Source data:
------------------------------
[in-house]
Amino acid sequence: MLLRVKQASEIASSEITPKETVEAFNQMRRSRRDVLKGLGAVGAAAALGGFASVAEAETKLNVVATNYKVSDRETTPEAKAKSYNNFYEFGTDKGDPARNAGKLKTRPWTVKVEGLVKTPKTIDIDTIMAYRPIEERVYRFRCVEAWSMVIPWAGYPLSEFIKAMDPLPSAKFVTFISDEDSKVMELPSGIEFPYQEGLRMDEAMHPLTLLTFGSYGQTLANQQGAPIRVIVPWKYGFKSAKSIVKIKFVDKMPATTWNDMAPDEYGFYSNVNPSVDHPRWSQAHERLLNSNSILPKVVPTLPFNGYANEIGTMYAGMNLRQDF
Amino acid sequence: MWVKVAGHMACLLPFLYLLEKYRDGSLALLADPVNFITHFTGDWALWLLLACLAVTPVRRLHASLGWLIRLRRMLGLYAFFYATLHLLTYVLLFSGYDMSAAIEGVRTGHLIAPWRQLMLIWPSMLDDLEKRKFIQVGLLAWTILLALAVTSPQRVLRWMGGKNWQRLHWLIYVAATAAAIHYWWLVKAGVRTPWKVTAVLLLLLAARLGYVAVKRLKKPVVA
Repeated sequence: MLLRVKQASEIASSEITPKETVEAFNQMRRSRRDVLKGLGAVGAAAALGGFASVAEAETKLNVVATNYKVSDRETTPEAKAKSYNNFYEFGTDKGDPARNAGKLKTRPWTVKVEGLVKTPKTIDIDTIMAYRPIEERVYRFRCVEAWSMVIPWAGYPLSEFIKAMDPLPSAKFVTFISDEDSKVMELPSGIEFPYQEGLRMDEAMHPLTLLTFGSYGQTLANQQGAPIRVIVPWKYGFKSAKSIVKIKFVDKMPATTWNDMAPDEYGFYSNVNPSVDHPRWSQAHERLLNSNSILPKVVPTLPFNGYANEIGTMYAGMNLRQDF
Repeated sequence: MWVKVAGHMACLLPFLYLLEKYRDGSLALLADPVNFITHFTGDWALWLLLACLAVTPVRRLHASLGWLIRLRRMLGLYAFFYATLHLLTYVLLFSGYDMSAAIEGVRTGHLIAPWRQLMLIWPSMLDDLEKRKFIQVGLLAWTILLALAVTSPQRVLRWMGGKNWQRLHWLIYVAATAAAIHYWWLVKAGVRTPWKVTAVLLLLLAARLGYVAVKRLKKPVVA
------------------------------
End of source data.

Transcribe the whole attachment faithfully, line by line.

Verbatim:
[in-house]
Amino acid sequence: MLLRVKQASEIASSEITPKETVEAFNQMRRSRRDVLKGLGAVGAAAALGGFASVAEAETKLNVVATNYKVSDRETTPEAKAKSYNNFYEFGTDKGDPARNAGKLKTRPWTVKVEGLVKTPKTIDIDTIMAYRPIEERVYRFRCVEAWSMVIPWAGYPLSEFIKAMDPLPSAKFVTFISDEDSKVMELPSGIEFPYQEGLRMDEAMHPLTLLTFGSYGQTLANQQGAPIRVIVPWKYGFKSAKSIVKIKFVDKMPATTWNDMAPDEYGFYSNVNPSVDHPRWSQAHERLLNSNSILPKVVPTLPFNGYANEIGTMYAGMNLRQDF
Amino acid sequence: MWVKVAGHMACLLPFLYLLEKYRDGSLALLADPVNFITHFTGDWALWLLLACLAVTPVRRLHASLGWLIRLRRMLGLYAFFYATLHLLTYVLLFSGYDMSAAIEGVRTGHLIAPWRQLMLIWPSMLDDLEKRKFIQVGLLAWTILLALAVTSPQRVLRWMGGKNWQRLHWLIYVAATAAAIHYWWLVKAGVRTPWKVTAVLLLLLAARLGYVAVKRLKKPVVA
Repeated sequence: MLLRVKQASEIASSEITPKETVEAFNQMRRSRRDVLKGLGAVGAAAALGGFASVAEAETKLNVVATNYKVSDRETTPEAKAKSYNNFYEFGTDKGDPARNAGKLKTRPWTVKVEGLVKTPKTIDIDTIMAYRPIEERVYRFRCVEAWSMVIPWAGYPLSEFIKAMDPLPSAKFVTFISDEDSKVMELPSGIEFPYQEGLRMDEAMHPLTLLTFGSYGQTLANQQGAPIRVIVPWKYGFKSAKSIVKIKFVDKMPATTWNDMAPDEYGFYSNVNPSVDHPRWSQAHERLLNSNSILPKVVPTLPFNGYANEIGTMYAGMNLRQDF
Repeated sequence: MWVKVAGHMACLLPFLYLLEKYRDGSLALLADPVNFITHFTGDWALWLLLACLAVTPVRRLHASLGWLIRLRRMLGLYAFFYATLHLLTYVLLFSGYDMSAAIEGVRTGHLIAPWRQLMLIWPSMLDDLEKRKFIQVGLLAWTILLALAVTSPQRVLRWMGGKNWQRLHWLIYVAATAAAIHYWWLVKAGVRTPWKVTAVLLLLLAARLGYVAVKRLKKPVVA